The Girl on the Train
Time Out says
The bestselling novel about a missing woman becomes a solid thriller
The film of Paula Hawkins’s bestselling commuter thriller is taking flak from fans of the book before they’ve even seen it. Firstly for committing a major crime against casting: the role of alcoholic heroine Rachel is played by Emily Blunt (too slim, too pretty). Secondly because the filmmakers have swapped the shabby Victorian terraces of suburban north London for the white picket fences of upstate New York. But the real felony here is how ungripping ‘The Girl on the Train’ is – a major problem for an adaptation of a book so impossible to put down you could easily find yourself missing your own wedding (I’m exaggerating, but only slightly).
Actually, Emily Blunt is perfect as Rachel. Yes, she’s gorgeous (to compensate, make-up artists have given her really dry chapped lips). But she’s also convincing as messy, miserable Rachel, whose daily commute by train takes her past her old house, where her smug ex husband Tom (Justin Theroux) now lives with his smug new wife Anna (Rebecca Ferguson) and their baby. Engineering works on the tracks mean that the 8.06 grinds to a stop right outside their house most mornings, giving Rachel a direct view into the happy-family household. To distract herself from her misery, she becomes obsessed with the perfect-looking couple who live a few doors along from Tom and Anna – and when the wife vanishes, Rachel turns amateur detective.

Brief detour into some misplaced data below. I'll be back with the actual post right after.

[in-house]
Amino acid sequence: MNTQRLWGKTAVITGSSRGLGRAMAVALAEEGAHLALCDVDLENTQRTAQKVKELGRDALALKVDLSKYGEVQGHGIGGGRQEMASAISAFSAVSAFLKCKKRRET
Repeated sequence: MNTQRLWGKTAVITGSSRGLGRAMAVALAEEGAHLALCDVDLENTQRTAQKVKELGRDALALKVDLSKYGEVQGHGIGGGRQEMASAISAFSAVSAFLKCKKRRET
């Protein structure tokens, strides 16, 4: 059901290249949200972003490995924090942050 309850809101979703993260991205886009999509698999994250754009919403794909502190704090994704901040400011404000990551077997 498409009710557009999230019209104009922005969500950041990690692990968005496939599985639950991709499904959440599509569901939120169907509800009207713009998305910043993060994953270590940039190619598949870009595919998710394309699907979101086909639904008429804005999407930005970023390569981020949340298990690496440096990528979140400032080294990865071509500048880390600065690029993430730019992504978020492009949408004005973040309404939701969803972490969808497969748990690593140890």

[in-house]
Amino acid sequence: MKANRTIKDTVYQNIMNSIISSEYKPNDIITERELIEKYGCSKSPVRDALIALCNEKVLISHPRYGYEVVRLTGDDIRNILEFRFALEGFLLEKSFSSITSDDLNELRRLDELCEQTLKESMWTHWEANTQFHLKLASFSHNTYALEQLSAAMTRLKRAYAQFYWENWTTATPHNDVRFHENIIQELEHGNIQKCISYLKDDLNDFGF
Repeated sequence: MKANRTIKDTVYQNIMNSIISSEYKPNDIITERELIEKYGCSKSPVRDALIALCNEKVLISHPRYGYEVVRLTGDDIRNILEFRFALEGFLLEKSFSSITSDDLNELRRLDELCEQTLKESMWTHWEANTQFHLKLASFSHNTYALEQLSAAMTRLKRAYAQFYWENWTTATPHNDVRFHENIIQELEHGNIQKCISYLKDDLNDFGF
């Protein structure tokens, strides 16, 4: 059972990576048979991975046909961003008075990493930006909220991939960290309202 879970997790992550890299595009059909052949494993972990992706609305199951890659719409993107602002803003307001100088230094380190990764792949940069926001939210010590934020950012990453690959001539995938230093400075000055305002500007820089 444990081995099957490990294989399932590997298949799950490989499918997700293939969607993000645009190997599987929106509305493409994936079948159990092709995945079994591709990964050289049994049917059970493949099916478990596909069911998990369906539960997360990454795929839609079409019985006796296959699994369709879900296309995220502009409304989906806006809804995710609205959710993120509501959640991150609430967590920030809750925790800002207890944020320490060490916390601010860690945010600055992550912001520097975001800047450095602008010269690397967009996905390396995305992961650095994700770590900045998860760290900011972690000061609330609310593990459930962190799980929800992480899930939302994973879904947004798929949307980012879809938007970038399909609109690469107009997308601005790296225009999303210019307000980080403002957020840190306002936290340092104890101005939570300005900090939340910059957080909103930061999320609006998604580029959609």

‘The Girl on the Train’ interweaves the lives of the three women – Rachel, Anna and missing Megan – hopping back in time to tell their stories. The script by Erin Cressida Wilson (‘Secretary’) does a neat job of condensing the novel’s fiendish twists. But director Tate Taylor (‘The Help’) never fully manages to convey its darkness. Even with the occasional shot of piss-soaked knickers there is something a bit tasteful about ‘The Girl on the Train’. Like a fridge whose door’s been left open overnight, the film doesn’t feel chilly enough. It’s not terrible, but fans of the book may well be disappointed.
Cast and crew